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Introduction to Tana Toraja
Introduction to Tana Toraja

The road from Makassar to Toraja runs along the coast for about 130 km's and then hits the mountains. After the entrance to Tana Toraja you enter a majestic landscape with giant gray, granites and stones and blue mountains at a distance after passing the market village of Mebali. They form a sharp contrast with the lively green of the fertile, rain-fed terraces and the rusty read of the tropical laterite soil. This is Tana Toraja, one of the most splendid areas in Indonesia.
The about half a milion residents of kabupaten (district) Tana Toraja, which is also known as 'Torajaland'. Big number of Toraja have been migrated outside the area to find a job. Despite the nice scenery and the mountains covered in ricefields, the area is relatively poor. Some aristocrats posess big portions of land, but most don't posess enough soil to live from rice all year round; they have to fill in their diet with cassave, corn, peanuts and vegetables, grown in little gardens. Rice still is the favorite food in Toraja, and those who can afford rather buy extra rice which they need instead of cassava.
The rice is grown on rain-fed terraces, which often have to be created by hand, because they are too smal for machines. The traditional terraces only give one harvest every year, but in many areas, new and better spiecies of rice are grown in combination with fertilizer, in this way they can sometimes harvest upto five times a year.
Groups of villages with form a ritual community, used to coordinate their work, in which every part of the cycle was celebrated with rituals. Death festivities were delayed until harvest was in, in order not to mix the rituals of the dead with the rituals of life. Nowadays the people are more to follow their own schedule and the ritual aspects are decreasing.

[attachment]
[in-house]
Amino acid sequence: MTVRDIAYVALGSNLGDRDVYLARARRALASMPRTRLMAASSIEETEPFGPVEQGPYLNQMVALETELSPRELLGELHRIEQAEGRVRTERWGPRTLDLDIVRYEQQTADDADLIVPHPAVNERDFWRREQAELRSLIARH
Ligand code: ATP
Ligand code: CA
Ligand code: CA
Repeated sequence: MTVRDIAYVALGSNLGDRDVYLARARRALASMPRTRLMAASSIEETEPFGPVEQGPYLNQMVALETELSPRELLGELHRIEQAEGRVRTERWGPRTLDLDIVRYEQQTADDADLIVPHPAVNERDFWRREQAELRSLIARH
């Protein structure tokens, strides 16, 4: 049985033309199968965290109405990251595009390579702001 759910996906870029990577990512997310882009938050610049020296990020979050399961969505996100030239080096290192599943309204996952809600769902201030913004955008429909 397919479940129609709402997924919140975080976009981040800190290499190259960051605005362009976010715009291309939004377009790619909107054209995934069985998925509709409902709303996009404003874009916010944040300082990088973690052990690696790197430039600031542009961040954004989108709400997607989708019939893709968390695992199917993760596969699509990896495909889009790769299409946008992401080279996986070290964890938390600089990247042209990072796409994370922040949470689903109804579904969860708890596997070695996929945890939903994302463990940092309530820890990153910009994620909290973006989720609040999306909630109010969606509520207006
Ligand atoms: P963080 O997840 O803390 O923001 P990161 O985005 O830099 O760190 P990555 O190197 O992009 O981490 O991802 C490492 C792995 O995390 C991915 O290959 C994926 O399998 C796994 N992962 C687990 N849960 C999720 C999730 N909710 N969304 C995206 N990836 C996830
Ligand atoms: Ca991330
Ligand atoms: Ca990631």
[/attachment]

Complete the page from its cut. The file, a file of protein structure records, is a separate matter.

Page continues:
Most Sa'dan and Mamasa Toraja are Christian. The sensus of 1990 tells us that 87 per cent of the population was reported Christian, 9 per cent as muslem. In remote area's people tend to cling to their original religion (which are nowadays named aluk to dolo or 'traditions from the ancestors').
A big part of the population of Tana Toraja follows the life of the past. After a simple breakfast of boiled rice of cassava, the villagers go to their ricefields or vegetable gardens on the slopes. Kids go to the course to get fresh water in bamboo.
In some areas there are no other shops than small sheds along a path, where salt, soap, matches and petroleum for lights. The people have to trade their rice or a pig in order to pay for things they don't produce themselves or to pay for the education of their kids.
At night a number of men gather under the tree where they meet the palmwine seller for a little drink and talk, or they play domino in front of the house in the light of a small lamp. Because there is not always television, the kids take care of their own; most go to bed early. When ritual activities break through the daily routine, people sometimes travel over big distances and eat, drink, dance and talk for entire nights to honour the dead.

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